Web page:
In comparison to Twitter, the Sox exercised a more limited approach to engaging their 4.4 million Facebook Fans. The team opened the morning by posting details about where its Fans could find coverage of the day’s events that included the widely recognized photo of catcher David Ross hoisting an exuberant Koji Uehara after clinching the 2013 title.

Given the extended reach often granted to users who post photos versus text-only Facebook statuses, the Sox continued leveraging visuals in posting Ortiz’s selfie and another final photo of Ortiz and the President with a link to a video showcasing how Big Papi won the Internet that day.

Taken as a whole, the Sox successfully used Facebook by including noteworthy photos with their posts and only several high-impact updates so as not to clutter its Timeline and users’ News Feeds.


The Sox used Instagram in much the same way as Facebook, selecting three photos to visually convey the team’s experiences to its nearly 300,000 followers over the course of the day. Similar to its Facebook strategy, this helped paint a picture of the day’s events while not cluttering followers’ feeds.


After previewing the ceremony with content about where to catch live coverage, the Sox posted an article on their official website recapping the various events of the day. The recap focused on highlights like Ortiz’s selfie, and included quotes from the President, Manager John Farrell, and several players. Also featured on the site were the text of President Obama’s full address and an article detailing the team’s afternoon visit with injured veterans at Walter Reed.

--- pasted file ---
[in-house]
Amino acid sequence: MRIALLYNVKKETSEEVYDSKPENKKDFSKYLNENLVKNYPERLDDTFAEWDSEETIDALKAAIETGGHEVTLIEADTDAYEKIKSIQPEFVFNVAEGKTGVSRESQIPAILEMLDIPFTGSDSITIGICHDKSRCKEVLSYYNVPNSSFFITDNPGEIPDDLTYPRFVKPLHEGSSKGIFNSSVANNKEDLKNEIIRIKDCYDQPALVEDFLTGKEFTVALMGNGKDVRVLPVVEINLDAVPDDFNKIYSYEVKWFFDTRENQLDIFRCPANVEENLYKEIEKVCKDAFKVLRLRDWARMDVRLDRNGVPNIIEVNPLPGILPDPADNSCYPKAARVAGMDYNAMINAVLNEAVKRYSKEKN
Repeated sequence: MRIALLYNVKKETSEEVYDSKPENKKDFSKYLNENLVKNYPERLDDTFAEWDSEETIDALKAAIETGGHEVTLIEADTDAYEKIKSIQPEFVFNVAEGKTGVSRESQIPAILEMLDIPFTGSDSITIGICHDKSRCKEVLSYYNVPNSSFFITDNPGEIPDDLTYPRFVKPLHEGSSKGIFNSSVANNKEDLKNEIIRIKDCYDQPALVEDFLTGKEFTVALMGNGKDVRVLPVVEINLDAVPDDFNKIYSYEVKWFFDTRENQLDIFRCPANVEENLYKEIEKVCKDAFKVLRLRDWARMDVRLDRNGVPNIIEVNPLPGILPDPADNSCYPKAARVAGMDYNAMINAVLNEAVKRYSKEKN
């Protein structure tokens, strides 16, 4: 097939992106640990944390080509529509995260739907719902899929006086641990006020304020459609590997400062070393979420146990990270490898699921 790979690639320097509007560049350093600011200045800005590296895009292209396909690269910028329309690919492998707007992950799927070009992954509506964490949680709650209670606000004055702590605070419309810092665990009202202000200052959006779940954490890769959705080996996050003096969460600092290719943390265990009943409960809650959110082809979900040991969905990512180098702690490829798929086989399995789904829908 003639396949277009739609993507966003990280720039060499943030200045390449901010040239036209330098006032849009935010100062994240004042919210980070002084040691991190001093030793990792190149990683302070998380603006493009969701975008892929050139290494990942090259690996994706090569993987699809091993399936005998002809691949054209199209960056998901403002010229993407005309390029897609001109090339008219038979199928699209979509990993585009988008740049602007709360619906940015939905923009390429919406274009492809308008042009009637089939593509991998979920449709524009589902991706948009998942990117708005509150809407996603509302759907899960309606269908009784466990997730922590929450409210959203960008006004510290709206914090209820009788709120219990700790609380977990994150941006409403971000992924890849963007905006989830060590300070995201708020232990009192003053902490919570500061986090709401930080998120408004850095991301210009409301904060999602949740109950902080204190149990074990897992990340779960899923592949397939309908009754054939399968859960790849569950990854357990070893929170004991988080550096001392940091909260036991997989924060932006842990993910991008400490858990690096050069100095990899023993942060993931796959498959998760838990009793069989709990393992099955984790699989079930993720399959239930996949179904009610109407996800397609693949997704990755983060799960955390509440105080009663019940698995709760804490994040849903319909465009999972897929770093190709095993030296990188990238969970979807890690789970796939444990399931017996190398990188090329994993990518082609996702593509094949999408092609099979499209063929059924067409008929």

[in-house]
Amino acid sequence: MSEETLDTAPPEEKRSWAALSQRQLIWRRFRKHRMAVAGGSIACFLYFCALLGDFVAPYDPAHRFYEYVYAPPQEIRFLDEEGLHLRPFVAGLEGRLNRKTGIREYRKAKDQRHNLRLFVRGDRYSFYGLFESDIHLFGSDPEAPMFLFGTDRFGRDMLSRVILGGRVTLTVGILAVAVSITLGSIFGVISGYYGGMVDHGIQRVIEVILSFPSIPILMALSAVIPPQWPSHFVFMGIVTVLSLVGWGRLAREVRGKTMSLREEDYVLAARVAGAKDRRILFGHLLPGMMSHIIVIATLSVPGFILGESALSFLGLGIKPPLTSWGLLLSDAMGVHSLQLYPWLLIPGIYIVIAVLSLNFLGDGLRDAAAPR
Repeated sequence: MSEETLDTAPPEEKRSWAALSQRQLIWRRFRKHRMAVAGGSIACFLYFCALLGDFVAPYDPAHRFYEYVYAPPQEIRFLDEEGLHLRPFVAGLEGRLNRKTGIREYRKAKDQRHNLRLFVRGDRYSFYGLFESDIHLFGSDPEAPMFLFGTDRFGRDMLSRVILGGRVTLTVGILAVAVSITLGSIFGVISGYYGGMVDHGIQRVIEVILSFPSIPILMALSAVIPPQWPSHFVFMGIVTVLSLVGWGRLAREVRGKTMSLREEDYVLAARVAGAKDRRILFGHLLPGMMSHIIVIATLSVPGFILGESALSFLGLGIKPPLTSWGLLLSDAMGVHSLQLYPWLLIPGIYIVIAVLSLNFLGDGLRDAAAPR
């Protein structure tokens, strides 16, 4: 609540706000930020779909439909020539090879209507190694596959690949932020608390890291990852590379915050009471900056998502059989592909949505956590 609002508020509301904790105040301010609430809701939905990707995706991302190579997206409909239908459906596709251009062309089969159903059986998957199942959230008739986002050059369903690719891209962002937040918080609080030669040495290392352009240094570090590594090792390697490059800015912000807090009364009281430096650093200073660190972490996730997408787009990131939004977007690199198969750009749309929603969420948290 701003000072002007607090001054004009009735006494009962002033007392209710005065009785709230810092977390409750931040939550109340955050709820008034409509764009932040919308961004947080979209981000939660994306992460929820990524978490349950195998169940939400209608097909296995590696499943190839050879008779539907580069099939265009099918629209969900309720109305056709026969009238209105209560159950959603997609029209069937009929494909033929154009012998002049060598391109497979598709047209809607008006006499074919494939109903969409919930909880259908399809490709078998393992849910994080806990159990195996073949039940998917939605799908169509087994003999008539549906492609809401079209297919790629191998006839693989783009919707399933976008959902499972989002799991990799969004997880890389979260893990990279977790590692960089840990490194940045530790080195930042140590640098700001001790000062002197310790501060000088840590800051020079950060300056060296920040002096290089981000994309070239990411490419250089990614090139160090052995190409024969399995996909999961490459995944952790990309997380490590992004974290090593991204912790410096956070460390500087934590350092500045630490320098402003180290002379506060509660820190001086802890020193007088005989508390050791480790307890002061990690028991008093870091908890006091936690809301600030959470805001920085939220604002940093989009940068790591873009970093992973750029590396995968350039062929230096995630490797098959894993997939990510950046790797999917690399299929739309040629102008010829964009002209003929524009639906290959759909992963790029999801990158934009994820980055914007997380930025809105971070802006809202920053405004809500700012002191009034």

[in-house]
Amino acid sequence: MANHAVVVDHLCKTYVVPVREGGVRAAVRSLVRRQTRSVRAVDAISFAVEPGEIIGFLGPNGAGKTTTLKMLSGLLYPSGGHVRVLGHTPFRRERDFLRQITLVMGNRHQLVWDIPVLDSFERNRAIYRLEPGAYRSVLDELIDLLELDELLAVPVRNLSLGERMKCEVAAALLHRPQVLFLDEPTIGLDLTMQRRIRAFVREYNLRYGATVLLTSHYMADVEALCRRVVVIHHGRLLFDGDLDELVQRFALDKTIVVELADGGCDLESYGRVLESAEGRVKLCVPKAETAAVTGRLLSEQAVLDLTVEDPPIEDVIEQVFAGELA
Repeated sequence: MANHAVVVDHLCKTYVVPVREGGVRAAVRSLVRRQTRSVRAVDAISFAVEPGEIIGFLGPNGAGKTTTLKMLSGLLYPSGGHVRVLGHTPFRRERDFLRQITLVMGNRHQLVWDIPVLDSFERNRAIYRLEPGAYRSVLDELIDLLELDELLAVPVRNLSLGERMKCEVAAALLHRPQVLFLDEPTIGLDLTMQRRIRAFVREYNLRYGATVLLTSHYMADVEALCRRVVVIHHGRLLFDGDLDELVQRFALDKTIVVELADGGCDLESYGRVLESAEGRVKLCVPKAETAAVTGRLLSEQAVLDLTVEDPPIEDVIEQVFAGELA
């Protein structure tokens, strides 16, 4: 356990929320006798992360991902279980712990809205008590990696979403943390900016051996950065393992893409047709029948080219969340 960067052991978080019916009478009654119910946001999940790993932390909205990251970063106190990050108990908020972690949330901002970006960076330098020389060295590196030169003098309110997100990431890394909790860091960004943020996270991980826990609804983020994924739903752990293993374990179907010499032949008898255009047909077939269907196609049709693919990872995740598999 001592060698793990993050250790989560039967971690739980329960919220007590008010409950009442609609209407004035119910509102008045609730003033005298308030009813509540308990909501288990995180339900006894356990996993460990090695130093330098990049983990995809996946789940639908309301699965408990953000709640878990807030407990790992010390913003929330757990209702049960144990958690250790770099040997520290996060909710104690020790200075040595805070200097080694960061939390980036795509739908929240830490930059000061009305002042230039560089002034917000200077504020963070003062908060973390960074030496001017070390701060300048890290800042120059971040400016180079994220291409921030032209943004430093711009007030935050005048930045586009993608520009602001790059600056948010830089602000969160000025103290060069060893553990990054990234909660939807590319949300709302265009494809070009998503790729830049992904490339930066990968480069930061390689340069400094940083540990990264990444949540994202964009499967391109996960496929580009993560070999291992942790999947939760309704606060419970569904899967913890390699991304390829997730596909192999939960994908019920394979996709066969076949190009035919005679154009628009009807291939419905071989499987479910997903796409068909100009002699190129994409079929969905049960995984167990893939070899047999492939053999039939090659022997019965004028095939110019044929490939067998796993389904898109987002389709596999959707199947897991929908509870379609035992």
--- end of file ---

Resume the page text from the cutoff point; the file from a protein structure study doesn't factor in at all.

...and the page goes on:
The club would post three video recaps on its Red Sox Video platform as well. Given sports fans’ ever-increasing demand for online video content, supplementing their written content with such was a must. Furthermore, with ardent fans like myself often visiting their teams’ official websites on a daily basis, the Sox were wise to offer their fans a timely recap that afternoon shortly following the ceremony itself.

Through these tactics, the Red Sox were able to make the most of a very positive and large-scale PR opportunity. Their efforts resulted in tens of thousands of retweets, shares, and likes that then helped bolster the earned media gained by the day’s events.

Teams and other groups can learn a lot from the Sox. In today’s digital-centric world, organizations must strive to take advantage of the many new media tools available to them and how to most effectively use these resources over the course of the days leading up to, during and after an event. It is also important to maintain consistency in your approach across platforms and to concentrate on timing and frequency with each respectively. From my own professional experience in sports communications, I would also recommend that everyone involved with your digital initiatives be on the same page about the strategies surrounding your events.

While most of us will not be visiting the White House anytime soon (my Cubs certainly included), be thinking about how you can help your organization knock an event big or small out of the park to achieve the positive PR you desire and that your group deserves.

Zach Burrus
Marketing Analyst